Whether at the end of an Easter egg hunt or a Lenten fast, for many Australians, Easter has become synonymous with a delicious chocolate binge.
But, before you are tempted by the sparkling array of eggs, rabbits and assorted chocolate treats, handily placed near the checkout of your local supermarket, pause for a moment to consider: how might we buy chocolate that not only tastes good, but does good for everybody?
World cocoa production has been a long-known source of human trafficking and child labour. As the main ingredient in chocolate, this cocoa has long been used in some of our most loved and well-known chocolate.
What a sobering thought.
That the joy of an annual Easter egg hunt on the faces of our own children, might be bought, literally, at the expense of other children, forced to labour in dangerous and sometimes slave-like working conditions on the other side of the world.
According to the Cocoa Barometer, in 2018 there were over 2.2 million child labourers in West Africa alone. To put that in perspective, that is roughly the same as the entire population of children in Australia aged between six and 18.
And, in recent years great inroads have been made both with farmer and manufacturers to try and tackle this terrible scourge of trafficking and child labour.
Transparency of supply chains has been one key, working more collaboratively with famers to try and identify than ameliorate these conditions. By some reports, this approach appears to be paying greater dividends than simple compliance, which tended to force such practices underground, or cause them to be hidden for fear of loss of income.
This is because poverty is the greatest driver of human trafficking and child labour.
So, ultimately great responsibility still rests with the major chocolate producers (yes, all those brands we love), and with us, the chocolate loving consumers. Along with transparency of supply chains, manufacturers need to pay fair prices to farmers for their cocoa.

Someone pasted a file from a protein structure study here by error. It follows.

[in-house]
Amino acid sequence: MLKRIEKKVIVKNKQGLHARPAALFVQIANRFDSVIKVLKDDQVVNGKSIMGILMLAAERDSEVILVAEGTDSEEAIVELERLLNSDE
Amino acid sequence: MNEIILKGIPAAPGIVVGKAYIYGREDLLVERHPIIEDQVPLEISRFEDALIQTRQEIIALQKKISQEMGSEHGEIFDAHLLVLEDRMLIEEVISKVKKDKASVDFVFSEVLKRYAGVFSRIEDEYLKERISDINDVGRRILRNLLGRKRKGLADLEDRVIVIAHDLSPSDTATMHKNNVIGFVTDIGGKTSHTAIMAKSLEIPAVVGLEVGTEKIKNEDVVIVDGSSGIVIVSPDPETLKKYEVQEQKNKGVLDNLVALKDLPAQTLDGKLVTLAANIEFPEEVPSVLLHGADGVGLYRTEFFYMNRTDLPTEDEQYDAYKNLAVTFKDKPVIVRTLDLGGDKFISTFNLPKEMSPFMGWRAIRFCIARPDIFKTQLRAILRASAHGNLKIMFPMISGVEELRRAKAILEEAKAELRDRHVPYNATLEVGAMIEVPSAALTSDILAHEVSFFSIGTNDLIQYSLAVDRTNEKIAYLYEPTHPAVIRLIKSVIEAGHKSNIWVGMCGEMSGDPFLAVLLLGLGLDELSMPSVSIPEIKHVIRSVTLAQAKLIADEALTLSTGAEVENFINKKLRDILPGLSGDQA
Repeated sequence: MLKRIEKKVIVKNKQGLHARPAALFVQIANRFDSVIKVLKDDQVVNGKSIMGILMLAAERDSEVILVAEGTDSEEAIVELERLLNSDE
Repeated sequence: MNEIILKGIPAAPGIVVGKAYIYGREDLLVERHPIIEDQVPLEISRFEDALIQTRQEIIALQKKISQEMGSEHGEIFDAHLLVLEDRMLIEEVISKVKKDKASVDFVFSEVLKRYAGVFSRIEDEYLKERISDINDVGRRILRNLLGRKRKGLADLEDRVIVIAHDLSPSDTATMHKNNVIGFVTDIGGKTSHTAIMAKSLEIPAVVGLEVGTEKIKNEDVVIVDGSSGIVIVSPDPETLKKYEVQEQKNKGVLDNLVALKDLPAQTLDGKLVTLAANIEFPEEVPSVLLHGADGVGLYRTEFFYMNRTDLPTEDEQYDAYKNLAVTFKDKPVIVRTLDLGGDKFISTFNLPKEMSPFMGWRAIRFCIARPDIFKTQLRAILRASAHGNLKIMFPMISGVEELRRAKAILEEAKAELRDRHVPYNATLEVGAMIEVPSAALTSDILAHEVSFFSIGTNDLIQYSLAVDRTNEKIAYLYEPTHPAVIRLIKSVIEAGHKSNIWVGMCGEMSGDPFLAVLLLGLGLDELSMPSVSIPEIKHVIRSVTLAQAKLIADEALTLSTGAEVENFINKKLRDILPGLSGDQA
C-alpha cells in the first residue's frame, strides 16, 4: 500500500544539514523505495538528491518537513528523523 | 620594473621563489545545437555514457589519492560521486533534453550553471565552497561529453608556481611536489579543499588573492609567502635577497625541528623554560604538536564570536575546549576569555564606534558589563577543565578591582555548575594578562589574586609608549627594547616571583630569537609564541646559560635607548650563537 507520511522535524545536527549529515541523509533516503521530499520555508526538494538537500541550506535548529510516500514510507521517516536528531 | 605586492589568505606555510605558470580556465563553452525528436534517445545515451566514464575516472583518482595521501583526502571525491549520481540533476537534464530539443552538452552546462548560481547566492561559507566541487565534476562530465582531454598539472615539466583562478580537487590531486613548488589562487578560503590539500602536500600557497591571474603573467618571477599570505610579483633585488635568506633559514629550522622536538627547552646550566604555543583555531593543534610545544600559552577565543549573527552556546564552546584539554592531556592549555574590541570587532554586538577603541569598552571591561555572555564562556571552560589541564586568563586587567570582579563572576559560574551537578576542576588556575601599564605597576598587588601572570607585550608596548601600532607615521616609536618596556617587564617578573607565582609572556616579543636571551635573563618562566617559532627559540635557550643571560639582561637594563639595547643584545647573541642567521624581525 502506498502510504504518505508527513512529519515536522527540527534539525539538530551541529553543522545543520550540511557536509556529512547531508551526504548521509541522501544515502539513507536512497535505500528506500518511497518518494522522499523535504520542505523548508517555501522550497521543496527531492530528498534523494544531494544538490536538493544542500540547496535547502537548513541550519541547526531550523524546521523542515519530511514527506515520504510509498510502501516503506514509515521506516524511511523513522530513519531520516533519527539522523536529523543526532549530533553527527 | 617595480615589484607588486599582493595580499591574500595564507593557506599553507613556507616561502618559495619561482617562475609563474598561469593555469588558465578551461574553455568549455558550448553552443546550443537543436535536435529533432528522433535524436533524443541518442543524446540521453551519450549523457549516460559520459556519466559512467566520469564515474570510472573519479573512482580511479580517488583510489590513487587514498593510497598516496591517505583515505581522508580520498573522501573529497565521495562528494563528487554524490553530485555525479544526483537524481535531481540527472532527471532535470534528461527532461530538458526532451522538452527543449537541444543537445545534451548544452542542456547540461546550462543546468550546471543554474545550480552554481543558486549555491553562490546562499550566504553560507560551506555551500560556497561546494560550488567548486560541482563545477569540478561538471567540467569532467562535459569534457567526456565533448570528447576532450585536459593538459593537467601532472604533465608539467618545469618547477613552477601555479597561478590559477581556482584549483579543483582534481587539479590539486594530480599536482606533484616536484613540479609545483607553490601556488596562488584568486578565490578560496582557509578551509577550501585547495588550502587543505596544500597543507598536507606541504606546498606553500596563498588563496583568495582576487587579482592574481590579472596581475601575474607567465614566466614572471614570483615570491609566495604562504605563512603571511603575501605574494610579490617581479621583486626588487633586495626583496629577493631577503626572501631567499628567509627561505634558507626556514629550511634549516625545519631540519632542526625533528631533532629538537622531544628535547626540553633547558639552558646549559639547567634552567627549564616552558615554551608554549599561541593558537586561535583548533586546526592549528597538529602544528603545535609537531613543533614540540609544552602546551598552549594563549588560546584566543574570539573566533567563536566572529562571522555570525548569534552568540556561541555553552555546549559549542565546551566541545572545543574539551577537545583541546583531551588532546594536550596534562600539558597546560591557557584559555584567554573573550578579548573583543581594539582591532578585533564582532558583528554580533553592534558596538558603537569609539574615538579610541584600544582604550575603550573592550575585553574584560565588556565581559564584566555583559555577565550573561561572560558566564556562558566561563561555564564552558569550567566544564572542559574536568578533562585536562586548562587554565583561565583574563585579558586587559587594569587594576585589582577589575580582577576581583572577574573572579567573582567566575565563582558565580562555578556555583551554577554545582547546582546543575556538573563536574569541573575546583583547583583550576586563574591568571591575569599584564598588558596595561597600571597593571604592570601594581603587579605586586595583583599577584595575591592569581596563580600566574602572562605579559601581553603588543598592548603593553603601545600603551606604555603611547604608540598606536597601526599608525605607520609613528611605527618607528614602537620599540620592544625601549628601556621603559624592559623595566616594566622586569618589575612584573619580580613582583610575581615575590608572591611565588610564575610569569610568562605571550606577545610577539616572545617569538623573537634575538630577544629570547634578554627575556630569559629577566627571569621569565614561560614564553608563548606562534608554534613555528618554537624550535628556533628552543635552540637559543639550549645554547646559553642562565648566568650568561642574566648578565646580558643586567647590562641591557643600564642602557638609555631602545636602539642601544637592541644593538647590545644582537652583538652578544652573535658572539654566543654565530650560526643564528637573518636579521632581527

There are a range of anti-slavery groups internationally that have been running campaigns to clean up the chocolate trade. In Australia, Stop The Traffik, co-directed by Carolyn and Fuzz Kitto, has been instrumental. The Australian arm of Stop the Traffik was founded around 2013 (the Anglican Church of Southern Queensland was an early sign up and remains a member). Since then, working collaboratively with others in the sector and with industry, it has had much success in pressuring some of our biggest producers, including Nestle, Cadburys and Mars to make commitments to working towards a slave-free industry.
Their report A Matter of Taste (2018) outlines current industry efforts to address child labour.
But there are also a few simple actions you can do this Easter to help!
- Buy good eggs.
This is the number one thing! Look for chocolate eggs and products that are certified. And tell your friends and family to buy good eggs too! It is as simple as looking for the certification logos, such as these:
- Give feedback.
Thank your local shop if they stock good eggs, or tell them you are taking your business elsewhere if they don’t.
- Send a postcard or thank you.
Send a postcard (or write an email, or send a message on social media) to a chocolate company. This is such a simple step, but it is incredibly powerful for companies to get this kind of personal, heartfelt feedback from their customers.
Postcards can be ordered off Stop the Traffik’s online shop or email the ACSQ’s Justice Unit and they can send you postcards to share with your church or community.Jump to next article